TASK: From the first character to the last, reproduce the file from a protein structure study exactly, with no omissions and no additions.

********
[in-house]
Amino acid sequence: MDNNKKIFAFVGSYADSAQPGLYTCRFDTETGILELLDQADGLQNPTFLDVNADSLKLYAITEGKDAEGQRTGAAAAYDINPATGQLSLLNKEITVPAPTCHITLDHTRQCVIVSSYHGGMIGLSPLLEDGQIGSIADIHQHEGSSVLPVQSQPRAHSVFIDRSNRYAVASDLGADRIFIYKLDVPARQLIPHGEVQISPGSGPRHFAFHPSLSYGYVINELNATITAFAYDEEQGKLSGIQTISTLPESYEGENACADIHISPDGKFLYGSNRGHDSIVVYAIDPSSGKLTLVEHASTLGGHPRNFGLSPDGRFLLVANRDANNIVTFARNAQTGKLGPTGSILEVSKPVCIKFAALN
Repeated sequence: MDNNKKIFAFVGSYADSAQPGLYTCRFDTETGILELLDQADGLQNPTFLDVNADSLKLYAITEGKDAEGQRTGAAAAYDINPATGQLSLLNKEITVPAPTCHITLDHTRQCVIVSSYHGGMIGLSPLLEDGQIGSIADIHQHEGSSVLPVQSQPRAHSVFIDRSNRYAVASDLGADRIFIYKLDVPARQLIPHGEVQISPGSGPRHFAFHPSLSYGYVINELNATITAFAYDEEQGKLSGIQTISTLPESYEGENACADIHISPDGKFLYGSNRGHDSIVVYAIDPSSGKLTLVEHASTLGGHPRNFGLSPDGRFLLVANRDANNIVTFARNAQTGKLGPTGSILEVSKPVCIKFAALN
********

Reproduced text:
[in-house]
Amino acid sequence: MDNNKKIFAFVGSYADSAQPGLYTCRFDTETGILELLDQADGLQNPTFLDVNADSLKLYAITEGKDAEGQRTGAAAAYDINPATGQLSLLNKEITVPAPTCHITLDHTRQCVIVSSYHGGMIGLSPLLEDGQIGSIADIHQHEGSSVLPVQSQPRAHSVFIDRSNRYAVASDLGADRIFIYKLDVPARQLIPHGEVQISPGSGPRHFAFHPSLSYGYVINELNATITAFAYDEEQGKLSGIQTISTLPESYEGENACADIHISPDGKFLYGSNRGHDSIVVYAIDPSSGKLTLVEHASTLGGHPRNFGLSPDGRFLLVANRDANNIVTFARNAQTGKLGPTGSILEVSKPVCIKFAALN
Repeated sequence: MDNNKKIFAFVGSYADSAQPGLYTCRFDTETGILELLDQADGLQNPTFLDVNADSLKLYAITEGKDAEGQRTGAAAAYDINPATGQLSLLNKEITVPAPTCHITLDHTRQCVIVSSYHGGMIGLSPLLEDGQIGSIADIHQHEGSSVLPVQSQPRAHSVFIDRSNRYAVASDLGADRIFIYKLDVPARQLIPHGEVQISPGSGPRHFAFHPSLSYGYVINELNATITAFAYDEEQGKLSGIQTISTLPESYEGENACADIHISPDGKFLYGSNRGHDSIVVYAIDPSSGKLTLVEHASTLGGHPRNFGLSPDGRFLLVANRDANNIVTFARNAQTGKLGPTGSILEVSKPVCIKFAALN